F1 needs to clear up rules on off-track overtaking

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Felipe Massa, Jenson Button, Melbourne, 2011

Felipe Massa, Jenson Button, Melbourne, 2011

When are drivers allowed to go off the track to make an overtaking move?

Jenson Button was punished for it in Melbourne but Sebastian Vettel and Sebastien Buemi weren’t.

A clear line is needed on this much-abused area of the F1 racing rules.

When Jenson Button took to the run-off area to pass Felipe Massa during the Australian Grand Prix, it was immediately obvious he was going to get a penalty.

I said it, television commentators said it, and everyone on F1 Fanatic Live said it.

Button had no excuse because he did exactly the same thing on the first lap of the European Grand Prix in 2009 and had to surrender the place.

This time he was not so lucky – Felipe Massa made his pit stop shortly afterwards, leaving race control no choice but to issue a drive-through penalty.

The stewards have been reasonably consistent in punishing drivers who gain places by cutting the inside of corners. Much like Fernando Alonso’s mistake at Silverstone last year, it’s hard to understand how McLaren and Button got this call wrong.

But the Australian Grand Prix highlighted other examples of confusion and inconsistency in the rules over what constitutes an illegal, off-track overtake.

On lap 16 Sebastian Vettel passed Button by going off the track at turn four. Sebastien Buemi did much the same to Adrian Sutil later.

It’s possible that neither would have made their passes stick without going off the track. But neither had to give the places back or received a penalty.

When drivers gain places by going off the track on the outside of a corner, it’s much harder to predict how the stewards will react.

At Singapore in 2009 Mark Webber had to surrender two places after passing Alonso on the outside of turn seven – despite the fact that Alonso himself had also gone off the track:

Race Driver Incident Result
2009 European Grand Prix Jenson Button Ran off-track on inside of corner to pass Mark Webber Handed back position
2009 Singapore Grand Prix Mark Webber Ran off-track on outside of corner to pass Fernando Alonso Handed back position
2010 British Grand Prix Fernando Alonso Ran off-track on inside of corner to pass Robert Kubica Drive-through penalty*
2011 Australian Grand Prix Jenson Button Ran off-track on inside of corner to pass Felipe Massa Drive-through penalty*
2011 Australian Grand Prix Sebastian Vettel Ran off-track on outside of corner to pass Jenson Button No penalty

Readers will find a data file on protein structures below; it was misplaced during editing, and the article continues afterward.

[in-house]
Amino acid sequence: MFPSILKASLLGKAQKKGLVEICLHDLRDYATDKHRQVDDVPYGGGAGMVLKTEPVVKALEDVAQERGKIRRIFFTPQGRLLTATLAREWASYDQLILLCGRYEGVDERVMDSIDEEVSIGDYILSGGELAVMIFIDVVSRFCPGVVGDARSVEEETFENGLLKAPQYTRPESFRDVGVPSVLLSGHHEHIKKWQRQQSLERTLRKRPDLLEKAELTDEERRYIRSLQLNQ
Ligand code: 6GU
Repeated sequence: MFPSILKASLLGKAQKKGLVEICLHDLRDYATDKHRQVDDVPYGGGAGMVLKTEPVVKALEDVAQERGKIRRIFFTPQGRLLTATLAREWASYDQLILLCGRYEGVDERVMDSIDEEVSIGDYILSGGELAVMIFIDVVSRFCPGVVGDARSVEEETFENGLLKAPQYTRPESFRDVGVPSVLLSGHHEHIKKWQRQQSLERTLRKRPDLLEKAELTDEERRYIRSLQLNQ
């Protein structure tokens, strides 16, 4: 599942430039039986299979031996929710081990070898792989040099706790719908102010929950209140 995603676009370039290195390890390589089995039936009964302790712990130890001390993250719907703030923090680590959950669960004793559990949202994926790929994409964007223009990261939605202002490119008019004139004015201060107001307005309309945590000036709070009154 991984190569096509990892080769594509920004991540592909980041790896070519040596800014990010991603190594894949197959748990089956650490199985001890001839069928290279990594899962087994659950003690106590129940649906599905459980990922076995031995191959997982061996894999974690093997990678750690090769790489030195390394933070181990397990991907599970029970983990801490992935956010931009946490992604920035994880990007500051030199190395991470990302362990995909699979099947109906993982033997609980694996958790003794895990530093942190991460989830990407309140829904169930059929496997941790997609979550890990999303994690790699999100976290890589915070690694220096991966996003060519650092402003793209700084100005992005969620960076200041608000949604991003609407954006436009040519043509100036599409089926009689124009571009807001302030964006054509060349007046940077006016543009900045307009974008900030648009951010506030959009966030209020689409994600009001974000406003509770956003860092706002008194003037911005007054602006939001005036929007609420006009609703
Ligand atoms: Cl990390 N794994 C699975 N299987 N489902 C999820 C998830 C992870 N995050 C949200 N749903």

2011 Australian Grand Prix Sebastien Buemi Ran off-track on outside of corner to pass Adrian Sutil No penalty

*Driver was no longer able to hand back position on track

There were reports after the Melbourne race that drivers had been told they were free to go off-track at turn four if they needed to.

If that was the case, that information should have been communicated to everyone watching the race before it had started. (And perhaps someone could have mentioned it to Button, too, because his radio messages gave the impression no-one had told him.)

It’s difficult to judge exactly how these decisions are being made because we hear so little of the stewarding process. Given this confusion, it’s to be expected that teams will be wary of second-guessing the stewards, and may gamble on not getting a penalty at all.

Generally, we saw better, fairer and more logical decision-making from the stewards last year, thanks to the addition of experienced former drivers to the panel.

For example, they clamped down on drivers going off the track on the outside the La Source hairpin at Spa to gain an advantage.

It’s illogical that a driver should be allowed to go off the track on the outside of the corner and gain an advantage when they are penalised for going over the inside of corners.

F1 stewarding may be getting better, but Australia showed us there’s still plenty of room for improvement.

Where do you think the line should be drawn on what is and isn’t allowed when drivers go off the track to gain a place?

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194 comments on F1 needs to clear up rules on off-track overtaking

  1. djdaveyp85 (@djdaveyp87) said on 4th April 2011, 13:54

    This inconsistency really pee’d me off in australia, they changed the rules before the start of the season and they now clearly state that all racing has to take place between the white lines.

    It’s a complete farcical injustice.

    • djdaveyp85 (@djdaveyp87) said on 4th April 2011, 14:00

      Also newly written into the rules is the rule about not crowding a car off the track. Going in to the second part of the chicane Massa gave Button a choice to take the shortcut or have an accident, that again is unacceptable. IMHO Button shouldn’t have been penalised for that reason.

      I would also love to hear the ferrari team radio at the point Alonso and Massa “switched” positions behind him.

      • spanky the wonder monkey said on 4th April 2011, 14:25

        don’t forget, team orders *are* allowed this season, so any radio instruction has no bearing whatsoever.

        yield or crash – seem to remember another Brazilian using that same ethos ;-)

      • DaveW said on 4th April 2011, 16:28

        Glad that was finally brought up. This whole corner-cutting issue has to be viewed together with the new rule against running a pursuer off the road.

        But I view it the opposite from you. Button had the choice to keep the line, but unless Massa slammed on the brakes (mid corner, and thus fly straight into the scenery) Button would have run Massa off the road or caused a massive accident at the next coner.

        This makes what Button did all the more inexcuseable. He did not have the privilege as in years past, of simply shouldering Massa off at the exit of the next corner. This new rule totally changes how we have to view the corner-cutting issue in these situations.